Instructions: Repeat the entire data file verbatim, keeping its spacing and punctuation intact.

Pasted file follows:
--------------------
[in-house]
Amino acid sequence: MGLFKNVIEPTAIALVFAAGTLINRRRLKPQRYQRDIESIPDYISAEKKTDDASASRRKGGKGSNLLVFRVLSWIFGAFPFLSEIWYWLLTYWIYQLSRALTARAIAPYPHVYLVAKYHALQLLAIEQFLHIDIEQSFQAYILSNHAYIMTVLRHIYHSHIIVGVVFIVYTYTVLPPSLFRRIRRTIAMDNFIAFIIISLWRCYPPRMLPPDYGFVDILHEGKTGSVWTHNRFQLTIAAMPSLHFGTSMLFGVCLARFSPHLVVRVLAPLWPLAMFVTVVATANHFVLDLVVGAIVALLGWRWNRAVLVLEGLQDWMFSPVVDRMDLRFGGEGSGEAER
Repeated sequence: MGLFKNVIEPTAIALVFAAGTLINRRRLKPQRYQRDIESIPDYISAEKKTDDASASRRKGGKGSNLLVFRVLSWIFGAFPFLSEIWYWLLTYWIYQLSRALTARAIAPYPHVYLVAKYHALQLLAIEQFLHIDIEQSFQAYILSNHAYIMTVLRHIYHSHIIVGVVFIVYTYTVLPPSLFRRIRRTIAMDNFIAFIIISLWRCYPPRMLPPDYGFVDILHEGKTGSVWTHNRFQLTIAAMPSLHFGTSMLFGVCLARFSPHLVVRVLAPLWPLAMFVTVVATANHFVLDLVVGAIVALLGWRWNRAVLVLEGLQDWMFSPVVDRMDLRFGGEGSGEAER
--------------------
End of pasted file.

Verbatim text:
[in-house]
Amino acid sequence: MGLFKNVIEPTAIALVFAAGTLINRRRLKPQRYQRDIESIPDYISAEKKTDDASASRRKGGKGSNLLVFRVLSWIFGAFPFLSEIWYWLLTYWIYQLSRALTARAIAPYPHVYLVAKYHALQLLAIEQFLHIDIEQSFQAYILSNHAYIMTVLRHIYHSHIIVGVVFIVYTYTVLPPSLFRRIRRTIAMDNFIAFIIISLWRCYPPRMLPPDYGFVDILHEGKTGSVWTHNRFQLTIAAMPSLHFGTSMLFGVCLARFSPHLVVRVLAPLWPLAMFVTVVATANHFVLDLVVGAIVALLGWRWNRAVLVLEGLQDWMFSPVVDRMDLRFGGEGSGEAER
Repeated sequence: MGLFKNVIEPTAIALVFAAGTLINRRRLKPQRYQRDIESIPDYISAEKKTDDASASRRKGGKGSNLLVFRVLSWIFGAFPFLSEIWYWLLTYWIYQLSRALTARAIAPYPHVYLVAKYHALQLLAIEQFLHIDIEQSFQAYILSNHAYIMTVLRHIYHSHIIVGVVFIVYTYTVLPPSLFRRIRRTIAMDNFIAFIIISLWRCYPPRMLPPDYGFVDILHEGKTGSVWTHNRFQLTIAAMPSLHFGTSMLFGVCLARFSPHLVVRVLAPLWPLAMFVTVVATANHFVLDLVVGAIVALLGWRWNRAVLVLEGLQDWMFSPVVDRMDLRFGGEGSGEAER